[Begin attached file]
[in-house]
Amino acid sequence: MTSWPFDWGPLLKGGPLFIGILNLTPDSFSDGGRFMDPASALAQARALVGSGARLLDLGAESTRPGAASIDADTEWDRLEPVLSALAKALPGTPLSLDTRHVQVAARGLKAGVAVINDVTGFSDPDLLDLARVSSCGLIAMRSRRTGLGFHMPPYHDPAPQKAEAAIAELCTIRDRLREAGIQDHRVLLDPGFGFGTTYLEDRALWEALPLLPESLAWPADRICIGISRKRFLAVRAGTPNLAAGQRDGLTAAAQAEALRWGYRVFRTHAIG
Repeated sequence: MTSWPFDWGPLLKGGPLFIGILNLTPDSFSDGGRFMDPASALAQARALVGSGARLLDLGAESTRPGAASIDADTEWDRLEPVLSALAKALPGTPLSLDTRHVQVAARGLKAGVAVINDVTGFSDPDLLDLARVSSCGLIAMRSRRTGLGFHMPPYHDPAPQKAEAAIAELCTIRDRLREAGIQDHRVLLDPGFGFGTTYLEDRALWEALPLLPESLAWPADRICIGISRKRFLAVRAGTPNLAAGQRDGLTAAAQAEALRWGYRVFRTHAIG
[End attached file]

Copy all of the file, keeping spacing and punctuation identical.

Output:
[in-house]
Amino acid sequence: MTSWPFDWGPLLKGGPLFIGILNLTPDSFSDGGRFMDPASALAQARALVGSGARLLDLGAESTRPGAASIDADTEWDRLEPVLSALAKALPGTPLSLDTRHVQVAARGLKAGVAVINDVTGFSDPDLLDLARVSSCGLIAMRSRRTGLGFHMPPYHDPAPQKAEAAIAELCTIRDRLREAGIQDHRVLLDPGFGFGTTYLEDRALWEALPLLPESLAWPADRICIGISRKRFLAVRAGTPNLAAGQRDGLTAAAQAEALRWGYRVFRTHAIG
Repeated sequence: MTSWPFDWGPLLKGGPLFIGILNLTPDSFSDGGRFMDPASALAQARALVGSGARLLDLGAESTRPGAASIDADTEWDRLEPVLSALAKALPGTPLSLDTRHVQVAARGLKAGVAVINDVTGFSDPDLLDLARVSSCGLIAMRSRRTGLGFHMPPYHDPAPQKAEAAIAELCTIRDRLREAGIQDHRVLLDPGFGFGTTYLEDRALWEALPLLPESLAWPADRICIGISRKRFLAVRAGTPNLAAGQRDGLTAAAQAEALRWGYRVFRTHAIG